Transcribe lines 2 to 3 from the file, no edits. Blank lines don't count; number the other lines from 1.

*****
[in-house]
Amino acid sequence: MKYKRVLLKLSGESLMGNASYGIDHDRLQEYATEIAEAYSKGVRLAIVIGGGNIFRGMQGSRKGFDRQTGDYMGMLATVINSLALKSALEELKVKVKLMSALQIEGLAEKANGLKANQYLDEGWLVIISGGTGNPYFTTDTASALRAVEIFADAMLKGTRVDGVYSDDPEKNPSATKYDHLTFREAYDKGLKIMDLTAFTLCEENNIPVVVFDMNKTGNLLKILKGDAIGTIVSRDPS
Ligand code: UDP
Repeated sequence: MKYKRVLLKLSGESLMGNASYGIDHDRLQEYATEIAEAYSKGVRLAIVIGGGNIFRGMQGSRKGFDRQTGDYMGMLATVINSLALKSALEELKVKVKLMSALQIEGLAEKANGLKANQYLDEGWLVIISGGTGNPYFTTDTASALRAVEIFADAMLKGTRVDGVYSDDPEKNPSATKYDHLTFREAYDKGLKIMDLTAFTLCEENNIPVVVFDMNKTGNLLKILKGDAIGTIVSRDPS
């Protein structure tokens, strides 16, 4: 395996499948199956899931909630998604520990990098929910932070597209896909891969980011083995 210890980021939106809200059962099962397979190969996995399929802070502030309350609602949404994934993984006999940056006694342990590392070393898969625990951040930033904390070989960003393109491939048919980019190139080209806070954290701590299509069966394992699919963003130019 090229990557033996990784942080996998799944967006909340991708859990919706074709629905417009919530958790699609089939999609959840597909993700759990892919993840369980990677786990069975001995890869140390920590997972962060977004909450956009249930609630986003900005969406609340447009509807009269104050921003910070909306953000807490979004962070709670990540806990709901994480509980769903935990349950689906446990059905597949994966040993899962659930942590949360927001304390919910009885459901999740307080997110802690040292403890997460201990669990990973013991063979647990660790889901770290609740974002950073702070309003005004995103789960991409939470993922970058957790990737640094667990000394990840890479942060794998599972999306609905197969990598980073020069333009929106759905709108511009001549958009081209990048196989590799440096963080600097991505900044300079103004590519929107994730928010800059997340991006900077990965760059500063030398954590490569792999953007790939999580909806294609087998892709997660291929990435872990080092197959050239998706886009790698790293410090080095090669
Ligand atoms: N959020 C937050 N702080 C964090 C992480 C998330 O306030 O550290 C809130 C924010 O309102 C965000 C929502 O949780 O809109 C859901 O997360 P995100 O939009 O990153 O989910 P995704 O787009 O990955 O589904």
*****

Amino acid sequence: MKYKRVLLKLSGESLMGNASYGIDHDRLQEYATEIAEAYSKGVRLAIVIGGGNIFRGMQGSRKGFDRQTGDYMGMLATVINSLALKSALEELKVKVKLMSALQIEGLAEKANGLKANQYLDEGWLVIISGGTGNPYFTTDTASALRAVEIFADAMLKGTRVDGVYSDDPEKNPSATKYDHLTFREAYDKGLKIMDLTAFTLCEENNIPVVVFDMNKTGNLLKILKGDAIGTIVSRDPS
Ligand code: UDP